Another expectation of bankers is the formation of four or five oversight committees which will oversee the resolution of NPAs across the spectrum. These committees won’t be restricted to just loan recast proposals under the Scheme for Sustainable Structuring of Stressed Assets (S4A) model which have evoked only a lukewarm response so far. They are likely to oversee all loan restructuring proposals including Joint Lenders Forum (JLR) and corporate debt restructuring proposals. Such committees can be set up for major sectors like iron & steel, infrastructure and textiles where the RBI and banks have identified the top 40-50 defaulters, said a banking source, adding, “getting the right haircut is the nagging issue now. The panel can decide it now. The RBI is also likely to relax the provision that lenders with 75 per cent of the value should clear the recast.”

“While RBI monitors the banking system through regular oversight mechanisms like inspection etc., the proposed move makes the RBI’s role more explicit. Targeting the top NPAs in value terms through oversight committees could potentially ease up the pressure on the banks. The far reaching points, however, are the proposed amendment which could take the commercially viable loan recast decisions outside the purview of investigative agencies and the power to the committee(s) to break the deadlock in JLF,” said Mehul Pandya, executive director, CARE Ratings. Public banks are sitting on bad loans worth Rs 6 lakh crore.

According to former IOB CMD M Narendra, the government and the RBI are going in the right direction to tackle bad loans. “The strengthening of the RBI, bank managements and the oversight committee will help banks in sorting out legacy NPAs. The ordinance together with the changes in the Bankruptcy Code, DRT Act and Sarfaesi Act will help banks in cleaning up the system by FY19,” Narendra said.

RBI Deputy Governor SS Mundra had already indicated that the message that the RBI was trying to give is that all these instruments (S4A, 5/25 scheme, SDR, CDR etc) are meant for resolution in a serious sense and not for postponement of the problem. “That will be the focus going forward,” he said last month.While there’s a talk of creating a ‘bad bank’ to tackle NPAs, financial sector experts say it many not be a workable solution. “If the government funds the bad bank, the haircut for recasts would be lower but then the gvernment will face a hole in its finances. There was no indication of government funding in the Budget. If the private sector funds the bad bank, the haircut is going to be bigger. Then banks will face bigger losses. They will have to make 25 per cent provisioning as well. There’s also a possibility that PSU banks will be allowed to sell assets to other PSU units,” said Udit Kariwala, analyst (financial institutions), India ratings.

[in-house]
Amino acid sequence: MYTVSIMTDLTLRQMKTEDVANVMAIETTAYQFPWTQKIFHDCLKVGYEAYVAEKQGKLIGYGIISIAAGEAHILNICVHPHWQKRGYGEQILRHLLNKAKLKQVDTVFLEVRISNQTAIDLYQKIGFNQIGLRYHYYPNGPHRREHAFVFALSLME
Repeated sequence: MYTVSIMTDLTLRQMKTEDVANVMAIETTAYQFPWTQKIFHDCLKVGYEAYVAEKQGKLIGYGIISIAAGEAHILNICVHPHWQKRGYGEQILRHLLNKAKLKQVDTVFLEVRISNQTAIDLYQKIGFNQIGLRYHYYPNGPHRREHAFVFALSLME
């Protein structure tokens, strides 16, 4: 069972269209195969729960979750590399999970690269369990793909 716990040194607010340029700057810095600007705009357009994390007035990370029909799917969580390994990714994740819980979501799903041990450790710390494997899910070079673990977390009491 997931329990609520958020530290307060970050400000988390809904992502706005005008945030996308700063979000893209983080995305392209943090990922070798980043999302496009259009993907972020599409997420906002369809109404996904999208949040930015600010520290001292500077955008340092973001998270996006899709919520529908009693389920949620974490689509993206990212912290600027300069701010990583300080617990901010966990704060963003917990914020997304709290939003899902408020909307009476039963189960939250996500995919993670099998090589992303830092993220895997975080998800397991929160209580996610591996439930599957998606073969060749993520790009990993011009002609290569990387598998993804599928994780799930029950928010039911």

RBI Deputy Governor Viral Acharya had also proposed two models. The first is the creation of Private Asset Management Company (PAMC). This plan would be suitable for sectors where the stress is such that assets are likely to “have economic value in the short run, with moderate levels of debt forgiveness”. Acharya’s second model is the formation of the National Asset Management Company (NAMC). This plan would be necessary for sectors where the problem is not just one of excess capacity but possibly also of economically unviable assets in the short- to medium-term, he had said in February.

As the government and the RBI discuss various measures, bad loans are ballooning without any let-up. A recent ICRA report has projected the gross NPAs to increase to Rs 7,50,000-7,70,000 crore (9.7-10 per cent of advances) by end of FY2017 and Rs 8,20,000-8,50,000 crore (9.9-10.3 per cent) by the end of FY2018 with upside risks in case of slower resolution of SDR accounts leading to higher slippages.